Oct. 27—In the 1990s, Cindy Speck was ready to have a second child with her husband, Ted.
"I remember going to see my gynecologist for an annual checkup, and I was wanting to talk about pregnancy," she said.
Speck, then in her 30s, was excited to see the doctor and talk about preconception plans, but minutes into that examination, excitement changed to fear.
"The doctor said she felt a lump in my breast," she said. "Even though I did routine self breast exams in the shower, I had missed this. It was obvious there was something there."
Speck subsequently had a biopsy. Fortunately, at that time results came back negative, but doctors recommended her to keep up with regular mammograms for the rest of her life.
"This began a 20-year journey of breast cancer scares," she said. "I no longer had just the screening mammography. I had the diagnostic mammograms, and I was never able to get just one set of scans. Technicians would have me sit outside, and wait for additional pictures. So it was a very anxious time."
This went on for 20 years — regular mammograms, numerous stereotactic biopsies — and results would always come back negative.
"So, I continued to count my blessings," she said.
Speck grew up in Everett, Bedford County, but lived in northern Virginia for 38 years. In 2017, the death of her father brought her back home with her husband.
"We decided we should retire early and move back up here to help take care of my mom," she said.
Speck retired in November 2018 from health care information technology and was in the process of moving back to Bedford County when she got her annual mammogram.
"This time when the radiologist came back she had that look on her face," she said. "She was like, 'Um, I'm pretty sure you have breast cancer. This does not look good.'"
The radiologist told her the change was significant from the previous year's mammogram. Days later she was diagnosed with breast cancer — Stage 2.
"This cancer had become — the doctor used the word 'angry' — very aggressive and angry," she said.
"So here I am, retired and moving back home, my husband and I have all these plans for how we are going to start our retirement life together, and this is not what we had in our minds for that," Speck said.
In December of that year, she had a double mastectomy.
"I had chemotherapy in 2019 and also began Herceptin treatment for a year because I was Her2 cancer positive. Her2 is a certain protein, which in normal cells helps control cell growth," she said.
The chemotherapy and Herceptin medication was prescribed after the mastectomy to kill any cancer that may have spread beyond the breasts through the lymph node system.
"For my treatment, they used targeted therapy," she said. "That's what's great — that's what's changed over the years through all the research that's done. When you have your specific cancer that's diagnosed, they have targeted therapies that can help. Every day they are improving research and treatment procedures."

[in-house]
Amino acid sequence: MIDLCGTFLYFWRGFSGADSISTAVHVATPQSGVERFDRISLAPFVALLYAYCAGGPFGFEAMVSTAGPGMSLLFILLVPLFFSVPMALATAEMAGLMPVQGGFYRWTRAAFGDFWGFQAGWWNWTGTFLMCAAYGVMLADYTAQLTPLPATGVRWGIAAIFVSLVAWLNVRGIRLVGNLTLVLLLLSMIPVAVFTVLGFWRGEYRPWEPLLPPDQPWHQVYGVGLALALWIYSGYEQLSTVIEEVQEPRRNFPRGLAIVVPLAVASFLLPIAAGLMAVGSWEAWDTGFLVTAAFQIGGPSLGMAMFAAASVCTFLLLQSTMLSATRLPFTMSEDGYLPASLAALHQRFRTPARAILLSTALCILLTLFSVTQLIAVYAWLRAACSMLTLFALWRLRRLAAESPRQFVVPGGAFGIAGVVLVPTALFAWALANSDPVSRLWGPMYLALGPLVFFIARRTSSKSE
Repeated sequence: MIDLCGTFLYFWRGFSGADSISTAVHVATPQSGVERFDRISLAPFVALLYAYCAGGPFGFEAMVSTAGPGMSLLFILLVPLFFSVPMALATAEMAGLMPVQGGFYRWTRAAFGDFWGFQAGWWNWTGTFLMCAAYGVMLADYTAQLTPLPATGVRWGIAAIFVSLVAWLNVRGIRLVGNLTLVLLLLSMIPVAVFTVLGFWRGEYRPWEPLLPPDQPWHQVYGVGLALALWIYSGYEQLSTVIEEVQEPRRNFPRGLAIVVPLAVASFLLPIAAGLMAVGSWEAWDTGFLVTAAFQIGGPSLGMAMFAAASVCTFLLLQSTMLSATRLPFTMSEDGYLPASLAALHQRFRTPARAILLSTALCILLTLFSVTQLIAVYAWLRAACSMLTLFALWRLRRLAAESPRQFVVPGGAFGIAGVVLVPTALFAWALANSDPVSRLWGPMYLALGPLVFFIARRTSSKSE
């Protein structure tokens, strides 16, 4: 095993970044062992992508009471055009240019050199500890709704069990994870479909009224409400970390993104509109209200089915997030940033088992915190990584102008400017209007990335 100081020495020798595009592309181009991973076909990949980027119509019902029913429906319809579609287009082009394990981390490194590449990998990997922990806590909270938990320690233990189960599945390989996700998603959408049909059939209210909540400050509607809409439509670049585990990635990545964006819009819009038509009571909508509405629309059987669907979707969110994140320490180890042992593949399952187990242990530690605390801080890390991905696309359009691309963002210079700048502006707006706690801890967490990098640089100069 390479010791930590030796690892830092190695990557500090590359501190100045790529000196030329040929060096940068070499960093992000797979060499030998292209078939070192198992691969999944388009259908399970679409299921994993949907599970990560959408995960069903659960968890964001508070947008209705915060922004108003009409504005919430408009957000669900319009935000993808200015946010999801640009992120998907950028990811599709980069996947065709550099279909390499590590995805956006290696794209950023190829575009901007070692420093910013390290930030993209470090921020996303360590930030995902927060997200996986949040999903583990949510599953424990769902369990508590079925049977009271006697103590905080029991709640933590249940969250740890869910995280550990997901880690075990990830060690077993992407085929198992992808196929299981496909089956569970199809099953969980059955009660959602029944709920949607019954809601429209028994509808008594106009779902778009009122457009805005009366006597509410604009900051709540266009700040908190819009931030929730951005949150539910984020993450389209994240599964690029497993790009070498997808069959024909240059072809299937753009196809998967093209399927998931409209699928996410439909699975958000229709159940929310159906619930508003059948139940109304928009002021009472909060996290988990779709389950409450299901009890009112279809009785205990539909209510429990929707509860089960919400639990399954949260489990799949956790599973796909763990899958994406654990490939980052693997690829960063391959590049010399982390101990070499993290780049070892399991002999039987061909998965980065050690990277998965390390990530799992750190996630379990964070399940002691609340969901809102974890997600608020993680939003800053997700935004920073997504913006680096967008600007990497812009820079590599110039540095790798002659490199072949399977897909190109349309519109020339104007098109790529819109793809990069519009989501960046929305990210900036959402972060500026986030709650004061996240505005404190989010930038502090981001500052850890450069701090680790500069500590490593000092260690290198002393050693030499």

After a year of treatment, she was cancer-free.
"One of the things I want to point out is for women to get mammograms," she said. "Because if I hadn't gotten my mammogram, I probably wouldn't be alive today."
The fight against cancer is now in Speck's mind, as she whisks away thoughts that it could be back when she feels an ache or pain.
"I have my faith in God that helps me stay positive, and I have hope that I have a long life ahead of me," she said.
Her husband, Ted; their daughter, Becca; and Speck's mother, Joyce Criswell, have been her support.
"I couldn't have gotten through this without them," she said.
Speck, 63, also dedicates her time to serving breast cancer patients through volunteering for the Bedford County Pink Ribbon Fund.
Speck joined the board in 2019, while still going through chemotherapy. She is currently the organization's secretary.
"The Pink Ribbon fund was established in 2017 and has given more than $120,000 to cancer patients in Bedford," she said. "Our major fundraiser is a 5K run/walk every October. In fact, we just had this year's race just on the 15th and raised more than $28,000."
Every dollar raised for the fund goes directly to help breast cancer patients in the Bedford area.
"We provide gas cards for patients to get to their treatments, because a lot of those treatments aren't here in Bedford," Speck said. "Women are traveling to Altoona, Pittsburgh or Johnstown. We also pay for bills because many patients struggle not having a lot of insurance."
As a part of her work with the Bedford County Pink Ribbon Fund, Speck leads a breast cancer support group in Bedford.
"I started a group up in 2020 right before the COVID-19 pandemic started, and we met a time or two before everything shut down. We tried to do it online, but it didn't work. But for the past couple years we've been meeting regularly at ProCare in Bedford."
About eight to 15 women meet every month, she said, for fellowship that is unique.
"You really don't know what someone is going through unless you've experienced it yourself. That's what's good about this group," she said. "We have women in their 80s who have been cancer-free for 20 some years but still have those fears and anxieties, and then we have 30- and 40-year-old women who have just been diagnosed — they have children, they are angry, they are scared, so it's just an opportunity in a safe, confidential environment to come together in fellowship and help each other out."